Airman competes in Best Warrior event with competitors half his age
Staff Sgt. John Connolly and Tech. Sgt. Val Johnson step forward as top competitors of the Best Airman Warrior competition on Joint Base Cape Cod on March 1. Both went on to compete in the Best Warrior Competition that took place during the first weekend of April, which includes both Massachusetts Air Force and Army guardsmen.
Photo courtesy of Staff Sgt. Patrick McKenna, 102nd Intelligence Wing
By Carley Dangona
WESTFIELD – For the second year, the 104th Fighter Wing from Barnes Air National Guard Base sent airmen to compete in the Best Warrior Competition presented by the Army.
This year, Tech. Sgt. Val Johnson, 52, a West Springfield resident, competed in the competition against a majority of participants in their 20s.
To qualify for the Army’s Best Warrior Competition that took place at the beginning of April, Johnson had to first compete in the Best Warrior Airman Competition, which took place on March 1. Both competitions took place at Joint Base Cape Cod.
“The competitions were a showcase of how I’ve been molded,” Johnson said. “I’m blessed to be here in the Air Force. I’m so appreciative of the chiefs, the majors and the colonels for having this competition.”
He continued, “It was a fantastic competition. There were very few competitors younger than 27. I was outside my realm of duties, but was encouraged at all times. It was an opportunity to come alongside young airman and soldiers to encourage them to push harder, push farther and get sharper.”
Johnson laughingly noted that he was referred to as “the old guy” and “Geritol” by some of the competitors.
Johnson trains members of the 104th in aircrew flight equipment safety as well as combat and water survival. “I’m well versed in chemical warfare,” he said.
Command Chief Master Sgt. Maryanne Walts attended the Best Warrior Airman Competition in support of the competing soldiers and described its tasks.
She said it consisted of a timed ruck march where soldiers don full combat gear complete with a backpack filled with 30 pounds of sand while running a six-mile course; a map and compass land navigation test; a fitness test that consists of sit-ups, pushups and a two-mile run; a written test that questions soldiers about various topics from the rules and regulations of the command to current events relative to their operations; and a shooting competency test.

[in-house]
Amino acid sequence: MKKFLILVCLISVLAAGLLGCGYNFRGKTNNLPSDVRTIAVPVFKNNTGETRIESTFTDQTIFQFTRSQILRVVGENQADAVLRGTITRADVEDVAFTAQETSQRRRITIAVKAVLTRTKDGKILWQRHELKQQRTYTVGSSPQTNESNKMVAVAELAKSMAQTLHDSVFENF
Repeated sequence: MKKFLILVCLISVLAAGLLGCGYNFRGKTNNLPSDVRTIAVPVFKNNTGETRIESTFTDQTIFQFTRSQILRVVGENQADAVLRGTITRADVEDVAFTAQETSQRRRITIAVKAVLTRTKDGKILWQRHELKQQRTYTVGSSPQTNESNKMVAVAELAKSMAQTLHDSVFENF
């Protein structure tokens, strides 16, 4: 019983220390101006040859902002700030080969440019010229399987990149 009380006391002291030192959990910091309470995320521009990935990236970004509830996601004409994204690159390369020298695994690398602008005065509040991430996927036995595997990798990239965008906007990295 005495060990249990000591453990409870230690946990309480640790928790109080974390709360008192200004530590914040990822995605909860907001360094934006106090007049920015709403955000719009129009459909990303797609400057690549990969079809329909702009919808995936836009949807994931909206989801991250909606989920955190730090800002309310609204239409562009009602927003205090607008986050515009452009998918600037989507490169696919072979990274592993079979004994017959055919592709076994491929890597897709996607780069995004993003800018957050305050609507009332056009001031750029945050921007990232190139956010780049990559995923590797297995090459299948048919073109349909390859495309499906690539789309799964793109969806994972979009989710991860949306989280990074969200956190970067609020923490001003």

“It was very cold and windy at joint base. The climate wasn’t the best for them, but they trucked on,” Walts said. “He [Johnson] was a huge inspiration because most of the people he was competing against were half his age.”
Johnson credited the Airman competition for getting “a lot of my jitters out.”
He explained that during the final Army competition, the ruck march was 12 miles long and he wore a backpack filled with items from a competition packing list. The pack weighed more than 50 pounds.
Maj. Steve Reynolds, who oversaw the Barnes’ security forces squadron and its training, said, “Every skill that an infantry soldier would need in combat are the things you practice for this. You really have to be a well-rounded troop [because] it all goes hand in hand. You really can’t concentrate on one task.”
Reynolds continued, “This competition is built more for the younger troop, the 20-, 21-, 22-year-old. Val being in his 50s and not Army, but Air Force and not [working for] Security Forces but an operations group where he’s less likely to use this skill set – for him to compete at that level and do that well says a lot for him.”
He described Johnson as “dedicated” and “all about positive mental attitude.”
Johnson said his physical preparation included aerobics, pushups, sit-ups and runs with a 45-pound weight in his backpack.
“It was awesome in the pain that it dealt out, in the information that it required me to pull out to answer questions. There’s nothing that can describe how it felt [to accomplish the tasks required of me]. Anyone who competes knows the feeling,” he said of the overall experience.
Johnson said of the second competition, “Being drawn into the Army culture enable us to have more training. The experience broadened our knowledge.”
Johnson said, “I felt so empowered because they lifted me up.” He credited his fellow competing soldiers and numerous members of the 104th Fighter Wing with guiding his training preparation.
“I was like Swiss cheese. The Air Force competition showed me all my holes,” Johnson commented.
He cited the time and guidance of his peers and commanding officers for his success in the Army competition. “I know that I limit myself. I stop myself because I think I can’t do it. I’m my biggest obstacle,” he said.
Both Walts and Reynolds agreed the 104th would compete in next year’s competitions.
“We’ll definitely do it again,” Walts commented.
“We’ll have a lot more competitors,” Reynolds predicted.
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